In this tutorial, you’ll learn how to deploy a load balancer on your Servers subscription to improve stability and prevent possible service interruptions caused by overloading the server.
The aim of this feature is to share the workload across the different servers on your subscription. Obviously, then, you’ll need at least two in order to follow this tutorial.
With this simple tutorial, you’ll see how easy it is to set up a load balancer on your subscription.
How to Deploy a Load Balancer
Before you start
To successfully complete this tutorial and deploy a load balancer, you will need:
- To be registered with an organisation on the Jotelulu platform and to have logged in.
- To have administrator permissions for the entire organisation and its users.
- To have at least 2 servers deployed on the same Servers subscription.
Part 1 – Navigate to the Load Balancers Section on the Jotelulu Platform
Starting from the initial Dashboard page, open your Servers subscription (1) by clicking on the corresponding card.
Next, click on “Load Balancers” in the left-hand menu (2).
NOTE: You do not need to have any servers deployed when creating Load Balancer rules. You can create them and add them later.
Part 2 – Configuring the Load Balancer
Once you have opened the Load Balancers section, you will see one of two different pages depending on your circumstances:
- Case 1: If you haven’t deployed any load balancers before, you’ll see the page shown in the image below.
- Case 2: If you have already deployed load balancers previously, you’ll see a list of rules.
For the purposes of this tutorial, we’ll assume that you haven’t yet set up any load balancer rules. In this case, you need to select the network on which you’re going to create the rule (3) and then click on “New Rule” (4).
When creating a new rule, the first thing you will need to do is select that network that the new rule will apply to. You can do this by selecting from the drop-down list under “Select network” (5).
Depending on the network you’ve selected, you’ll then see a list of IP addresses from which to choose a Public IP address (6).
Next, you need to select a Protocol (7) from either TCP or UDP. Then, you need to select the Public Port (8) that will listen to requests from the internet and select a Private Port (9) that external requests will be forwarded to.
For the Public Port, you have the option to use port 80 (http), port 443 (https) or enter a new port.
NOTE: It’s important to remember that a port can only be assigned to a single use on the same network. This means you can’t assign two rules to the same port on the same network space.
Once you have entered these settings, click on Next (10).
On the next page, you’ll need to specify the external IP addresses that will have access to the service that you offer. Here, you have two options:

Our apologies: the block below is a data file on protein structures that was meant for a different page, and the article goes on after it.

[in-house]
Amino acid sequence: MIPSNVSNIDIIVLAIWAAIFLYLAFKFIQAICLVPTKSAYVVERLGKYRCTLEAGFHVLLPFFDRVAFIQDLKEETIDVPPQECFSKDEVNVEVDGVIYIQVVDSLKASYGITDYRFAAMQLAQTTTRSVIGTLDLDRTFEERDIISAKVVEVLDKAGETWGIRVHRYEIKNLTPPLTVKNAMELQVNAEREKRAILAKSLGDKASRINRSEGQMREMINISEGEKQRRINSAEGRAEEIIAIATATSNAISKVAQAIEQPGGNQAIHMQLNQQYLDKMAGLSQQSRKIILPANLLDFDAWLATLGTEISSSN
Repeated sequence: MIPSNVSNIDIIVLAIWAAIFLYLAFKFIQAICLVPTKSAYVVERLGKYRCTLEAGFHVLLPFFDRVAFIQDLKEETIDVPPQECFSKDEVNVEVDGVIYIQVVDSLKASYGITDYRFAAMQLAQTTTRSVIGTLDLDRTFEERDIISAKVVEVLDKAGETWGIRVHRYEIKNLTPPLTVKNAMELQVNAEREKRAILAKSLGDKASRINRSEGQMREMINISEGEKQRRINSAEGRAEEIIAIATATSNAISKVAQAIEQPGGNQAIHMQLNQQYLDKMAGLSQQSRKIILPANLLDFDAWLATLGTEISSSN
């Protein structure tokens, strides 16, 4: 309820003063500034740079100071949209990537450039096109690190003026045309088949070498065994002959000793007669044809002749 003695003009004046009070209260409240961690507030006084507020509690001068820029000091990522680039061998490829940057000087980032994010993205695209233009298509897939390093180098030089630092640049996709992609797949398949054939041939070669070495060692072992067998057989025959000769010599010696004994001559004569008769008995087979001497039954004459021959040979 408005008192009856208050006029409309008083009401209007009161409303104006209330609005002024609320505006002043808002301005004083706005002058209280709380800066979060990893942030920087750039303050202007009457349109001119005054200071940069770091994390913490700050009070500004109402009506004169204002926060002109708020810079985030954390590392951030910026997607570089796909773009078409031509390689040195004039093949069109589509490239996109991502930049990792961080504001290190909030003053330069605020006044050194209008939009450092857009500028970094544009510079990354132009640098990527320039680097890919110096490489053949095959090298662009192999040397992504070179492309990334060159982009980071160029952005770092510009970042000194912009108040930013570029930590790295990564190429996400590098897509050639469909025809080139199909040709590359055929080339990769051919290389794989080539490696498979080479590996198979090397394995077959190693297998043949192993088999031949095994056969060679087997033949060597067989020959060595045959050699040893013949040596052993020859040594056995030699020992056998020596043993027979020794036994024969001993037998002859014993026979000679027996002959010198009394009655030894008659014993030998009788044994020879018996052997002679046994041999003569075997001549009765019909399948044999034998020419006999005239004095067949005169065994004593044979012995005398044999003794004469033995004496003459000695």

- Any: Allows access from any network. This is the least-secure option.
- Specify: Only allows access for previously specified networks.
If you select “Specify” (11), you will then need to provide an IP address or range that will have access (12). You can add multiple addresses or ranges.
Once you’ve assigned the IP addresses or ranges that will have access to your services, click on “Next” (13).
Next, you need to assign the algorithm (14) that will be used to assign requests to the servers providing the service.
At this point, you can choose from the following algorithms:
- Round Robin: Requests are assigned in a circular manner, sending the first request to the first server, the second request to the second server, and so on. It is the most commonly used option.
- Least connections: Requests are assigned to the server with the least connections to avoid one server becoming overloaded while another might not be doing anything at all.
- Source: Requests are assigned based on their origin.
You will also need to select whether or not to apply an affinity policy (15) using the toggle switch.
If you choose to apply an affinity policy, you’ll need to provide the following details (16):
- Table size (KB).
Once you have entered all these settings, click on “Next” (17).
The next step is to select the machines that you want to form part of the server pool. These are the servers that the load balancer will send requests to.
To do this, simply click on a server (18), click on “Not selected” and choose an IP address.
When you select a machine to be included in the server pool, you will see a tick mark next to it (19).
Once you have selected all the servers you want, click on “Create Rule” (20).
At this point, you’ll see a message saying “Servers: Creating Load Balancer <Network_Name>”, where <Network_Name> is the network that you chose at the beginning of the process.
Once the rule has been created, you’ll see the message “Servers: The Load Balancer <Network_Name> has been created successfully” (21).
You’ll also be able to see the new rule in the list (22), although you might need to refresh the page to see it.
You have now successfully deployed a load balancer on your Jotelulu Servers subscription.
Working with load balancers allows you to share the workload across multiple servers to prevent service interruptions and optimise work queues. This means a more reliable and stable service for your customers. As you can see in this tutorial, just like other Jotelulu products and services, it’s really easy to set up.
We hope that this tutorial contains everything you need to get started with load balancers. However, if you do have any questions or have any issues, simply get in touch with our team by writing to firstname.lastname@example.org or calling +34 911 333 710, and we will help you.
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